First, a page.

When I was 4 or 5, I saw the first episode of Defenders of the Earth. There’s a brief scene in which Flash Gordon’s wife is belted to a chair by the villain, who tortures (and ultimately kills) her. This is about as tame a torture scene as is possible, seriously. Even so, at that young age, I had the odd feeling there was more at work there; something I didn’t quite understand, but was hesitant to look away from. I don’t know if we just have a culture that links sex and violence so closely on an ideological level that even a kindergartener could pick up on it, or if children are simply so innocent at that point that any type of boundary-pushing titillation has a vague, unconscious sexual connotation to it.

    • Cara McKenna says:

      I think for me, as a kid, the magnetism of scenes like the one you’ve described had less to do with violence and far more to do with cruelty, and helplessness, and restraint. (Maybe because we feel helpless a lot as kids, locked into this weird adult world where we don’t get to control very much…?) I find it really interesting how closely such scenes mimic bondage scenarios! Like, damsels tied to railroad tracks, captives getting tied up by pirates, Flash’s girlfriend belted to a chair, my creepy-ass pig cartoons, Olive Oyl forever getting abducted by Bluto (who I’m pretty sure was a rapist.) Plus ones with characters getting tied to logs in sawmills, or strung up above tanks filled with sharks or boiling oil… Victims rendered immobile and terrorized, for the pleasure of a sadistic bad guy. It seems an almost universal fixation!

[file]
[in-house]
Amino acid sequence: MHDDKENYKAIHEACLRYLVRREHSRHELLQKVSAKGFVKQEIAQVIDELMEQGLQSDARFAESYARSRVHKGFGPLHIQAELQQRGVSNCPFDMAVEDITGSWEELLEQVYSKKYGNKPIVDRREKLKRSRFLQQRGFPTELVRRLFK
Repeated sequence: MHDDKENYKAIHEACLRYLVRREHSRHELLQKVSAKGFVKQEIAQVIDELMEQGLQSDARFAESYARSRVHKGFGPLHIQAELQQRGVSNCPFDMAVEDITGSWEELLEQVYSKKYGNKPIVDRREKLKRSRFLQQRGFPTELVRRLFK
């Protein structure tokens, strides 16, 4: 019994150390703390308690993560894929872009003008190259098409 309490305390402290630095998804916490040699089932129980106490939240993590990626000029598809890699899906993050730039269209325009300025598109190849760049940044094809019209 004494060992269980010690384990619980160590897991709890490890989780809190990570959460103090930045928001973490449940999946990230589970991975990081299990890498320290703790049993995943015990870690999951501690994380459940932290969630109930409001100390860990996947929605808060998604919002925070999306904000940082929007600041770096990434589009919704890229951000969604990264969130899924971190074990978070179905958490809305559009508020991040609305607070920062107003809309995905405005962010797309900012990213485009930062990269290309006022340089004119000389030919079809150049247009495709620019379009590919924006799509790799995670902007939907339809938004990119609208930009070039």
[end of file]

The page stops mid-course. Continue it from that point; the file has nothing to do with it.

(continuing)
I have to wonder, though… Do modern cartoons still get away with this stuff? I don’t have kids yet, so I’m not hip to the contemporary toon scene. I wonder if captivity and torture is still a staple of the genre. I can’t imagine that happening to Spongebob, somehow.